Comparison of HPN Sport-KTM 950 Adventure

Comparison of HPN Sport / KTM 950 Adventure

Avanti dilettanti!

Adventure is the order of the day with the large two-cylinder enduro bikes from HPN and KTM, so two MOTORRAD testers reached the highest heights. The story of a failure.

Monday, March 24th: ”And I want to see action in the enduro comparison. Show me what works with two-cylinder engines? and what not. ”A clear assignment that the boss formulated in the morning conference. Going for a walk in the Black Forest, here and there plowing up and down a ravine, that’s hardly what he meant. So off to the true off-road paradises. In the Pyrenees the climate could be quite pleasant. Maritime Alps? In any case, you know your way around. Colleague Koch interferes: »I say ?? you what: Ligurian Alps, your hat will fly away. There’s just too much snow now. ”Well, postponed discussion, there’s still plenty of time.
Tuesday, March 25th: The machines are here, KTM 950 Adventure and HPN Sport. Both two-cylinder, but with completely different characters. The KTM as a rally offshoot with huge tanks and bulky fairing is actually more of a machine for the fast stages, whether on the road or off. Unfortunately, there is currently only the lower version with cut spring travel, the sportier S is still a long time coming.
Sport is very much in the spirit of the HPN test machine, which is why it is simply called that. The Bavarians offer their boxer enduros in a total of six variants from the basic to the rally version, all based on the old, air-cooled BMW 80/100 GS models with two-valve boxers and double loop frames. Hardly anything remains from the origin, however, HPN reinforces the chassis, tunes the engine, and swaps the suspension elements. The Sport is the stripped-down, stripped-down off-road version for extreme use. With incredibly long suspension travel like the KTM, and with the finest suspension elements: WP strut hinged directly to the single-sided swing arm at the rear, Ohlins fork at the front. Finest workmanship down to the last detail. The knights of the tunnel among boxer fans get weak knees. Maybe also because of the completely low price.
Wednesday, March 26th: Where should you go now? Let’s just do it, as always in unstable weather conditions, let the Internet decide. Spain rain, southern France overcast, Italy quite decent, is the forecast. So Liguria after all. And who is going with you? Gerry has the most hungry eyes and urgently needs a few days off from the toddler in the defiant phase.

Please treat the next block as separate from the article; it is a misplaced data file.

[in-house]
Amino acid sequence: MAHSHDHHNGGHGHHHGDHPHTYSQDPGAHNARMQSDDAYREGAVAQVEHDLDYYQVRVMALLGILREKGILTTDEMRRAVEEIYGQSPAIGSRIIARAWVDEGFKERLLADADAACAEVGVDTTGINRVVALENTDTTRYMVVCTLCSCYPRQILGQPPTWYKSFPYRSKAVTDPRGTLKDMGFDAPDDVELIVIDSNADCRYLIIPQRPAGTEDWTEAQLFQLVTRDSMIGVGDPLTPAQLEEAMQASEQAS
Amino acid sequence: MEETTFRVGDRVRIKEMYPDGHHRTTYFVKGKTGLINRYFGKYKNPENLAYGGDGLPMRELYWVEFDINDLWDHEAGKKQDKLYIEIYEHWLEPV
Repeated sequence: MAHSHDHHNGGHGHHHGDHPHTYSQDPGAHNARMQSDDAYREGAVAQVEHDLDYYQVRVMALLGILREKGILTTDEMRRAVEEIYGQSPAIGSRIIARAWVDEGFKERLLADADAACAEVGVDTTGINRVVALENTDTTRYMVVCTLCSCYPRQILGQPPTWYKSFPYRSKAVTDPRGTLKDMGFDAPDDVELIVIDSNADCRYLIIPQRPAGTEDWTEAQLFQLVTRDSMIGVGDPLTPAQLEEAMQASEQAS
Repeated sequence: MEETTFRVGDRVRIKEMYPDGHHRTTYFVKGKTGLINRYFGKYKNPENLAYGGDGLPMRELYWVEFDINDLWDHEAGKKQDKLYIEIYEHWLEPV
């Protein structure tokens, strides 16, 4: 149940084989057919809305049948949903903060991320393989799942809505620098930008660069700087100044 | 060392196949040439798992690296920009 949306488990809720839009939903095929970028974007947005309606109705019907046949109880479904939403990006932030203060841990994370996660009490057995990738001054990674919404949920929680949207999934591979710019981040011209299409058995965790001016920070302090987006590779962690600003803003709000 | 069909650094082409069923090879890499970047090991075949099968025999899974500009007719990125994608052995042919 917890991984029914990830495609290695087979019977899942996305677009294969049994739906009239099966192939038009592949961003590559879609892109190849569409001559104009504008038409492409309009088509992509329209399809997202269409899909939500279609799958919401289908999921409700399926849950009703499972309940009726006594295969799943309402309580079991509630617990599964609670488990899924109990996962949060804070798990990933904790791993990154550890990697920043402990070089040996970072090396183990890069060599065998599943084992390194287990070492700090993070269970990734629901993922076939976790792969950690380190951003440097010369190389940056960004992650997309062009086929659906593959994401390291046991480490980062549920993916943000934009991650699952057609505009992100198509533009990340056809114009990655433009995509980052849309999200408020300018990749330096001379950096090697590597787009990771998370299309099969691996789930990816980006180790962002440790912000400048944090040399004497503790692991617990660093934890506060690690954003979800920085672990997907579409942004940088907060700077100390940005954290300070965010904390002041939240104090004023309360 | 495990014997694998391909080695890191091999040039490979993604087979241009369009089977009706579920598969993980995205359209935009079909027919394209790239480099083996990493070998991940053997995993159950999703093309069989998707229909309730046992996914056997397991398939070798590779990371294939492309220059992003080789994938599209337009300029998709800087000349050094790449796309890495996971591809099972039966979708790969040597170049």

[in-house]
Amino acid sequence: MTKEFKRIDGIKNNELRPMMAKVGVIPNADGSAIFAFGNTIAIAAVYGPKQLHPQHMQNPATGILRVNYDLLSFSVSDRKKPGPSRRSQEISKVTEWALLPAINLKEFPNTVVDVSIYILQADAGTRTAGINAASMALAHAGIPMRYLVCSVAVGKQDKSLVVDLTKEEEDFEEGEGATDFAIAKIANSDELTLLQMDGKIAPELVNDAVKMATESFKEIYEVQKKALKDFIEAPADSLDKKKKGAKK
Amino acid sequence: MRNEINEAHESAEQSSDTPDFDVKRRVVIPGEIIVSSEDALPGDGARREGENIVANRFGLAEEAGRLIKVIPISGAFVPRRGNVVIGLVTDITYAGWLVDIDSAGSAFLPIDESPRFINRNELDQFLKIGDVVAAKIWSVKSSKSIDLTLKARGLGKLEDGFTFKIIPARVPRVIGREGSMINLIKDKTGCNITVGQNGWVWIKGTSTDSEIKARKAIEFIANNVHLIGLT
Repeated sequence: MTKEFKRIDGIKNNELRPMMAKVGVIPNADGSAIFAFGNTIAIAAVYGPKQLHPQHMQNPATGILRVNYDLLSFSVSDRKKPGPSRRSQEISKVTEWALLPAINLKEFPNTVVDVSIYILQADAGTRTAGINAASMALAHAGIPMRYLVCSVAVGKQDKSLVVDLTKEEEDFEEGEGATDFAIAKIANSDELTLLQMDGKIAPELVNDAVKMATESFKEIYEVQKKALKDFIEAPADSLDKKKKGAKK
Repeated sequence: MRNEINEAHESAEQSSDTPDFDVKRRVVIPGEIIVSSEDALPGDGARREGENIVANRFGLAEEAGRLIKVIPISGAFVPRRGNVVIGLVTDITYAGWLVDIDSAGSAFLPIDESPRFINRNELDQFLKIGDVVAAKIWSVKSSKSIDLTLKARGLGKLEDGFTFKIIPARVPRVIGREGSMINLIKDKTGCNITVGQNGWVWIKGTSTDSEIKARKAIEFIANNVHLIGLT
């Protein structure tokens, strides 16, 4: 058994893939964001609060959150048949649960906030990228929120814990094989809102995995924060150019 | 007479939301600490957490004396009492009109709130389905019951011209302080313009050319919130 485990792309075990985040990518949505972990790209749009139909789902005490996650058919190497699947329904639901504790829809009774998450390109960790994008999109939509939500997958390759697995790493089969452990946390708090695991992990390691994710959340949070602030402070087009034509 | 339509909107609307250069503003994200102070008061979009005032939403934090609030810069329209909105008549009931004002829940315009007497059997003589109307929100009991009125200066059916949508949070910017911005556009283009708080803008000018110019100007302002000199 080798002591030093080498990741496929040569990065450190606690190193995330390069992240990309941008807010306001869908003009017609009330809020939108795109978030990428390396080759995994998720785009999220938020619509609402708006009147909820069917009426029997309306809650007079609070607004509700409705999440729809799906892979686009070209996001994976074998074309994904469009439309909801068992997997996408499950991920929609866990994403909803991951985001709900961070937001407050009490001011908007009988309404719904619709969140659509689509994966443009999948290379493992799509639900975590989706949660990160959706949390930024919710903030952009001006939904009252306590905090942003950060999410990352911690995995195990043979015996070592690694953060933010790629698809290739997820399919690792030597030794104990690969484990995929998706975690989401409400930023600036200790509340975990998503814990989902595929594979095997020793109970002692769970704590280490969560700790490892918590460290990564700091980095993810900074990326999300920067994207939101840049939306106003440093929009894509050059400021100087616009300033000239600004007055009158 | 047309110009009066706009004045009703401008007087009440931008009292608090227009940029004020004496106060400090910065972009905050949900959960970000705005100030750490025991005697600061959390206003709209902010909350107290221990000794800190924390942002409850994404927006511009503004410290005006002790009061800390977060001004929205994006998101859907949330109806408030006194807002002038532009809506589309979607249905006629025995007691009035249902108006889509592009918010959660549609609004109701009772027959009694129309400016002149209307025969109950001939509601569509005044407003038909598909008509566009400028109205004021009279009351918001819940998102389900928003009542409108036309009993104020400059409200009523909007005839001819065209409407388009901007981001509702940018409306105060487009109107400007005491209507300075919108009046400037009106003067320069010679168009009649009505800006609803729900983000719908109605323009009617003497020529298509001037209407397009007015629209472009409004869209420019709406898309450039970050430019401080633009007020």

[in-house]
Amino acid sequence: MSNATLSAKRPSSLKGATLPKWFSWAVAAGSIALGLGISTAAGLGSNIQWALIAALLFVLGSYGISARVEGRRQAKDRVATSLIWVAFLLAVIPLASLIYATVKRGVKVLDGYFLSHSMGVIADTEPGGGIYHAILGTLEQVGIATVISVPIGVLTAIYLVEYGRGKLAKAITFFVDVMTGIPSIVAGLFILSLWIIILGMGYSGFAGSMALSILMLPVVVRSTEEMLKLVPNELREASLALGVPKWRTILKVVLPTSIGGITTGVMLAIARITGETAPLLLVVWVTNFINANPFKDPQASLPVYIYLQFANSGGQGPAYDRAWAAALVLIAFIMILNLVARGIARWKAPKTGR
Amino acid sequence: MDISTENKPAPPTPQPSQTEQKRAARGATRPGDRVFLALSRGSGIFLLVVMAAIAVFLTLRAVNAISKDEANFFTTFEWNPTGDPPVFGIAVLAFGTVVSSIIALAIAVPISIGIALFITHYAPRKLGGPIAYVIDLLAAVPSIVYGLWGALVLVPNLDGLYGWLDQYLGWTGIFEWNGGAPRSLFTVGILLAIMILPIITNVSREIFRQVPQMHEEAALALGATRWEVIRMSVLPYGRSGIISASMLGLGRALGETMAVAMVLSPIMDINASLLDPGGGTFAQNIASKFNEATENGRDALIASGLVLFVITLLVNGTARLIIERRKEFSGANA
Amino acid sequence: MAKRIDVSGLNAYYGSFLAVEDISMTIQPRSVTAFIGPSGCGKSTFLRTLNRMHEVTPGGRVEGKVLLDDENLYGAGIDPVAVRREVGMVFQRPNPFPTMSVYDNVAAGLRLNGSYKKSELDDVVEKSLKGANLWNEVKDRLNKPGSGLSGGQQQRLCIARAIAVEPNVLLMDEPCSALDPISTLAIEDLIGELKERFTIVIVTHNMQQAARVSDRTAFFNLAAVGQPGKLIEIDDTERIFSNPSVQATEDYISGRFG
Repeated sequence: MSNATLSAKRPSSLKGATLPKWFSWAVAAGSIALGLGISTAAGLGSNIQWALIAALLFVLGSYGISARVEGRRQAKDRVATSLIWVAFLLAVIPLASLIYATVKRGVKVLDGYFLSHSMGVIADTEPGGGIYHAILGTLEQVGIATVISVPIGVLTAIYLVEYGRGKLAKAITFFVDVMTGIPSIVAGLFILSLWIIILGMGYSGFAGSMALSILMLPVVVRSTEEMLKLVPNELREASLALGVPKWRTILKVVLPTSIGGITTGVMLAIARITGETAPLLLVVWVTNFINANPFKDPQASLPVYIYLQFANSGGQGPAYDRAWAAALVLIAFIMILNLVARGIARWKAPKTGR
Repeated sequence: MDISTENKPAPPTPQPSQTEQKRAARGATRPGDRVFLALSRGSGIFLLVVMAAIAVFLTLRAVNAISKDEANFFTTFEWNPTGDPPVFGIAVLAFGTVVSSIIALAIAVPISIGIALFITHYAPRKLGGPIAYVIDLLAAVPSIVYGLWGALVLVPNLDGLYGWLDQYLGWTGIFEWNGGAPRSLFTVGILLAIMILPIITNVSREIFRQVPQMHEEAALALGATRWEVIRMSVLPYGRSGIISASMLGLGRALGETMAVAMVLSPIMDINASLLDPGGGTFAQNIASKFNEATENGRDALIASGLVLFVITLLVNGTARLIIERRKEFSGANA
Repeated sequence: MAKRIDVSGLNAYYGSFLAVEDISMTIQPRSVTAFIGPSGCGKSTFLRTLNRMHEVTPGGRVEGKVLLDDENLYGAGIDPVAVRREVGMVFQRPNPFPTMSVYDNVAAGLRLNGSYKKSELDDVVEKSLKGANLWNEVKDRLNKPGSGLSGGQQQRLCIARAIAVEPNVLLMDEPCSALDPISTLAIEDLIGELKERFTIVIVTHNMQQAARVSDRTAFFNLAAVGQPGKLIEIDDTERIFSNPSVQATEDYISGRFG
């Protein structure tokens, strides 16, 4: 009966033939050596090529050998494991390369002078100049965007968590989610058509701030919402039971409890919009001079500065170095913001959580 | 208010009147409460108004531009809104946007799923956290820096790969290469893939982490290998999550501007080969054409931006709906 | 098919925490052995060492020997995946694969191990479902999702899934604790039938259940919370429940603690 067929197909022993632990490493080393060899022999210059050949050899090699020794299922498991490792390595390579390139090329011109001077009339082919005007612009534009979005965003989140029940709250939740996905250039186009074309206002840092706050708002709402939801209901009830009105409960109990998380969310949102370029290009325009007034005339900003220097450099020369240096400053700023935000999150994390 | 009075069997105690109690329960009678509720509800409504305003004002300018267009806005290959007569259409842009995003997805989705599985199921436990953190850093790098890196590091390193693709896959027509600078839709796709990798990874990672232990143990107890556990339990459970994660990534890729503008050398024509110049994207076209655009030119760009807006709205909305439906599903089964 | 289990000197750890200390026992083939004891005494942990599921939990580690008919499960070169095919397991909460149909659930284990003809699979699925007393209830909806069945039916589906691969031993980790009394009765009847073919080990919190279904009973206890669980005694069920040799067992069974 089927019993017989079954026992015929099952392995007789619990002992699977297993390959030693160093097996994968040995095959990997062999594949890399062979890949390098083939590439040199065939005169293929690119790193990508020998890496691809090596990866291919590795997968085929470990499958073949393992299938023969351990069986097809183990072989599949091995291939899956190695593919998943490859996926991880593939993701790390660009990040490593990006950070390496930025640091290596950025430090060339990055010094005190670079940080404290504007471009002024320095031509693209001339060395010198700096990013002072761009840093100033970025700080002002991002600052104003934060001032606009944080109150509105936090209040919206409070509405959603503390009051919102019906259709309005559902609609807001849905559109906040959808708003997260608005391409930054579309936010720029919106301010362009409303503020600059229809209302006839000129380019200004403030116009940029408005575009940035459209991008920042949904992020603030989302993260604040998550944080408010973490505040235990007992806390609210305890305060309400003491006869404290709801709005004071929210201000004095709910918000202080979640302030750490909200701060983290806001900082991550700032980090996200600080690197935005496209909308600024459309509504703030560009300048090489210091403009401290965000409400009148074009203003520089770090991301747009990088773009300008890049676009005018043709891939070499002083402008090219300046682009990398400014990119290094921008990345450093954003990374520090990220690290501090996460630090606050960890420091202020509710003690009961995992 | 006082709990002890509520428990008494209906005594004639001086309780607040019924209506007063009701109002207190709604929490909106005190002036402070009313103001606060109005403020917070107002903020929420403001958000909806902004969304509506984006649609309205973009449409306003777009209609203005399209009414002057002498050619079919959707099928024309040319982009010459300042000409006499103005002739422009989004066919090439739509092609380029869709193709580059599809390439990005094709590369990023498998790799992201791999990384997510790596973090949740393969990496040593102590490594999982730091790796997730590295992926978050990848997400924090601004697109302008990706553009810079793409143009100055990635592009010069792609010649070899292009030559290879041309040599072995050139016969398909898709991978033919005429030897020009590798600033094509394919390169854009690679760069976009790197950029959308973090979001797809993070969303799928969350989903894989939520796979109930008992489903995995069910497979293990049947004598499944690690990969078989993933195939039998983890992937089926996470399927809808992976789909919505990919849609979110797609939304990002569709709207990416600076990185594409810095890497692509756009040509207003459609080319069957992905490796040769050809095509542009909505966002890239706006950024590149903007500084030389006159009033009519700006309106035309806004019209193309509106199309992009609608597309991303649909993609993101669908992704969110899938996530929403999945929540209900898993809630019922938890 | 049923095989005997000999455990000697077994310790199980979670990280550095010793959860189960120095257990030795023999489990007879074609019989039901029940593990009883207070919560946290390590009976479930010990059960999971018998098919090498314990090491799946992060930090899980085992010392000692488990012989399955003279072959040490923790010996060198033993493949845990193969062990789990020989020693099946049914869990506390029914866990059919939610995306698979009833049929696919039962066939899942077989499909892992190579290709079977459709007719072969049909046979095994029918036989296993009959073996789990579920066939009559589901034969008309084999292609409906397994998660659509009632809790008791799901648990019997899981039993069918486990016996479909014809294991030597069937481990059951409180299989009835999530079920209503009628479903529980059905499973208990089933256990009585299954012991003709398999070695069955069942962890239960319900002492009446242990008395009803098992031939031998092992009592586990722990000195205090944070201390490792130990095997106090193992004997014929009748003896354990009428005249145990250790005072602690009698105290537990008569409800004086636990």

Thursday, March 27th: Hotel directly on the Mediterranean Sea, a dream. The day’s destination: The ridge roads on the mountain tops, which promise a great view of the Alpine panorama. Easy or difficult route, roll through the valley first or climb straight up into the mountains? Which question, after all, we’re not here for fun. The narrow strip of asphalt winds up to the first pass. The KTM is easy to handle, precise, and winds itself around the many bends up the mountain. Minimal steering forces, it couldn’t be easier, right? But, with the HPN, the steering thought is enough, and it is already in the radius of the curve. Incredible.
Over gravel roads we reach a fork where a stack of labeled wooden tablets shows the direction. Steeply up into the mountains, still two-lane forest roads, there is probably no danger of getting stuck for the time being. I like the sporty seating position on the Adventure. Once you’ve climbed the tanker, you’re almost sitting we have single-cylinder enduro sports. Optimal. The two fuel tanks, each with a capacity of 12.5 liters, are practically no problem. The classically shaped HPN tank holds 19 liters. It is slim, but still takes some getting used to. Similar to the current GS, the handlebars are far forward and high, but the footrests are far back because of the boxer. The distance between the footrests and the seat bench is also quite small, and active enduro riding with constant switching between sitting and standing affects the thighs in the long run.
A few kilometers later, the second lane gradually dissolves into coarse gravel, from now on we continue on narrow single trails. Break, cigarette for Gerry, first look at the menu. Strange, this should actually be a passable road here. It’s only a few centimeters to the wide slope. What is the scale of the map? The path winds along the steep southern slope, the rock face on the left and the slope on the right. With the sweeping boxer you just can’t circle the ledges close enough, Gerry often gets stuck on the thick Bing carburetors or cylinders even when fluffing. Unfortunately, the BMW follows lacks shin guards, which leaves plenty of bruises. Then there is the rear-heavy weight distribution. The front wheel looks pretty light, pushes over the scree. The beefy engine supports the impression. You have to lean far forward to put pressure on the front.
The KTM sticks more firmly to the ground and creates more trust. But the Adventure doesn’t exactly feel right at home in the trial terrain either. When seated, the high pane blocks the view of the first few meters directly in front of the front wheel. On well-developed gravel roads you can let this pass as an educational measure, since you shouldn’t look in front of your bike anyway. But if you juggle along stony paths along the rock face and lurk on the other side of the slope, flying blind is less fun. A few times I catch a larger stone, the front wheel jumps, nasty swings on the precipice. Uuaaaahh.
Sometimes a rope attached to the rock face for walkers helps. We laboriously work our way to the north slope. A steep, wet descent lies ahead of us, hairpin bends narrower than the turning circle, which is clearly too big on the KTM. The HPN can be circumscribed much more closely, which helps enormously. Nevertheless, it often lies on one of the protruding cylinders. Lifting them up takes power. Although with a full tank it weighs 195 kilograms less than the Adventure.